resize(num): Changes the size of the vector. If the requested new size is less than the current size, elements from the end will be deleted. However, if the requested new size is greater than the current size 0 will be appended. Let v=10 20 30

The original vector v is of size 3. The following command resizes the vector to 2, therefore, the last entry of the vector, number 30, is deleted:

>>v:resize(2)
10    20

Now the size of the vector is 2. If we resize the vector to 4, 0s will be appended:

>>v:resize(4)
10    20   0    0

reverse(): Reverses the order of elements.

>>v=std.tovector{1, 2, 3, 4, 5}
>>v:reverse()
>>v
5    4    3    2    1    COL

shape(): Returns the shape of the Vector. There are 3 different shapes, namely col, row and lnk. The lnk arises only when referred from a Matrix data structure. The default shape for Vector is col.

>>v=std.tovector{1, 2, 3}
>>v:shape()
col

By default, the shape of vectors are col. If we take the transpose of the vector, the shape changes to a row vector as evidenced by the following commands:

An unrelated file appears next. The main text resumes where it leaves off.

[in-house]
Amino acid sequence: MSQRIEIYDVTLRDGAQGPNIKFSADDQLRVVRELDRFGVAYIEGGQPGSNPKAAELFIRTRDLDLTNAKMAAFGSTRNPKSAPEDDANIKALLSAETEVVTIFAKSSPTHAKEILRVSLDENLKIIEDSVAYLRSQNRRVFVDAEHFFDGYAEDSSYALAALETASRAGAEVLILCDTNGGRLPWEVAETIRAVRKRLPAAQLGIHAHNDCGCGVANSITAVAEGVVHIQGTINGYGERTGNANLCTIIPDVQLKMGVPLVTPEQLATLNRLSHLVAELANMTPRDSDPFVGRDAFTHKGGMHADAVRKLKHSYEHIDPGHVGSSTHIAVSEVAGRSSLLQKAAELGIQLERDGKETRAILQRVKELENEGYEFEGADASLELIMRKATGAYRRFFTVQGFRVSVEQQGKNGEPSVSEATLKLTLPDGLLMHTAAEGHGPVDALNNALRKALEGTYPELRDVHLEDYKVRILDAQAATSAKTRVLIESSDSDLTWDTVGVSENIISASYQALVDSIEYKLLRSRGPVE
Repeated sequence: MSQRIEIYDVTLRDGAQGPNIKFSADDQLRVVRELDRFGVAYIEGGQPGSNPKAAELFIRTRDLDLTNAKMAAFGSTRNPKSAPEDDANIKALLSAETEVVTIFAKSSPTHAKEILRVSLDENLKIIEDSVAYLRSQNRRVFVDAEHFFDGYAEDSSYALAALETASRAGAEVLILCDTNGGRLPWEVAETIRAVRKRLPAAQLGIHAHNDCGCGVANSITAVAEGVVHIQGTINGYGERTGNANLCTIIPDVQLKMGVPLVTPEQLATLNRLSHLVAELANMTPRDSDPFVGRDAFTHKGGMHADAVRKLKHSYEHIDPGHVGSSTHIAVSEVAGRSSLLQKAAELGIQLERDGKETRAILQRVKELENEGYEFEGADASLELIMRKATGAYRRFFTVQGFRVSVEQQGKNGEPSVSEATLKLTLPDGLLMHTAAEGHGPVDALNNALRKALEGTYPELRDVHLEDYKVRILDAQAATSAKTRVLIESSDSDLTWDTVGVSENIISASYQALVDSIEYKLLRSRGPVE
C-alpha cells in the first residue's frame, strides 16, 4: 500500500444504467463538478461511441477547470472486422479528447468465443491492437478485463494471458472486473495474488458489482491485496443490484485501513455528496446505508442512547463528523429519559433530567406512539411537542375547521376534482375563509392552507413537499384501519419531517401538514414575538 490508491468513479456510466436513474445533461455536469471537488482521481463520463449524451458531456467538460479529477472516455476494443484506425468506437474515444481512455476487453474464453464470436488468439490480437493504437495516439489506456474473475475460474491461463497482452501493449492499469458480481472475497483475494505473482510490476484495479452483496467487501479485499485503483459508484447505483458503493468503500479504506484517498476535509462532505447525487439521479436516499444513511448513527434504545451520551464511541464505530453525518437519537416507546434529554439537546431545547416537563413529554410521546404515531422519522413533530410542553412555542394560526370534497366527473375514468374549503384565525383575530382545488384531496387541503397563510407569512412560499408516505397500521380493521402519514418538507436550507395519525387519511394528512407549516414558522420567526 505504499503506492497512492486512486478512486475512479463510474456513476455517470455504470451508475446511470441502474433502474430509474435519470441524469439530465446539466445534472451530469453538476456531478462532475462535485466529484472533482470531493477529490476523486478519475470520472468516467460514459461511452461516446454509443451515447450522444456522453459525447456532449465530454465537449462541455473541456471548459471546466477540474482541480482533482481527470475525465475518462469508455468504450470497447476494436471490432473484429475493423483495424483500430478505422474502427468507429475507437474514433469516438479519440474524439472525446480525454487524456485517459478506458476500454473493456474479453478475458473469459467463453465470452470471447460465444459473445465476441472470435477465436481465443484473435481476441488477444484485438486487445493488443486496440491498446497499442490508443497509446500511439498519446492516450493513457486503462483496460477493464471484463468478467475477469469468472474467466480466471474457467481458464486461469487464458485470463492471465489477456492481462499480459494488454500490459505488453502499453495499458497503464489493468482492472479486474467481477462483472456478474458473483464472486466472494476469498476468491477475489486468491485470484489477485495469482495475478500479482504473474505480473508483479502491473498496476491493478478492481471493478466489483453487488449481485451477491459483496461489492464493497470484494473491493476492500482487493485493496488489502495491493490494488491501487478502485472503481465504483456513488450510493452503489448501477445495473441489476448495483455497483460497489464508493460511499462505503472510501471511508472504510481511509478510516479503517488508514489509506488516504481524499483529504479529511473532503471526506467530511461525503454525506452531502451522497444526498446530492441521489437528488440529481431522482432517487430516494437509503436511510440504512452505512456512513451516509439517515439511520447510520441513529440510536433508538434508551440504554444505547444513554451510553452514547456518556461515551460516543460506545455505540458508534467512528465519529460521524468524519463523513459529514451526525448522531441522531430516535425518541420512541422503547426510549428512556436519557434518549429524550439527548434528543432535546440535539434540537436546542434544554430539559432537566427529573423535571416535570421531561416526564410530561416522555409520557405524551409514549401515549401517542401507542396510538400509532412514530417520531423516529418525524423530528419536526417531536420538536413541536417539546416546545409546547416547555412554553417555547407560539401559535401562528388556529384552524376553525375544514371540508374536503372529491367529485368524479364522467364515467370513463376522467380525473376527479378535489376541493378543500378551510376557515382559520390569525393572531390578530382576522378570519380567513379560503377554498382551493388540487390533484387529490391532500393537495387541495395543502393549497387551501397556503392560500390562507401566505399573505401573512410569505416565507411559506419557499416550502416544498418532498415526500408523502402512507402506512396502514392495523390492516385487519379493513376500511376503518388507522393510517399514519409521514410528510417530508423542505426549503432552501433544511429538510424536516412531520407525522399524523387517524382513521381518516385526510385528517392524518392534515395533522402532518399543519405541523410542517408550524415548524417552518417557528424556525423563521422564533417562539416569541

>>v2=std.trans(v)
>>v2:shape()

row

shuffle(): Randomly shuffles the positions of the elements in the vector. The size of the vector is not affected. Let v=1 2 3 4 5

>>v:shuffle()
4    1    5    2    3

slice (pos): Slices the vector into two from the given position. The vector is not affected.

>>v=std.tovector{1, 2, 3, 4, 5}
>>v1,v2=v:slice(3)

>>v1
1    2    3    COL

>>v2
4    5    COL

sort (order): The order can be either "A" or "D" for ascending and descending order sorts, respectively.

>>v=std.tovector{1,5,2,7,4}
>>v
1    5    2    7    4    COL

>>v:sort("A")
>>v
1    2    4    5    7    COL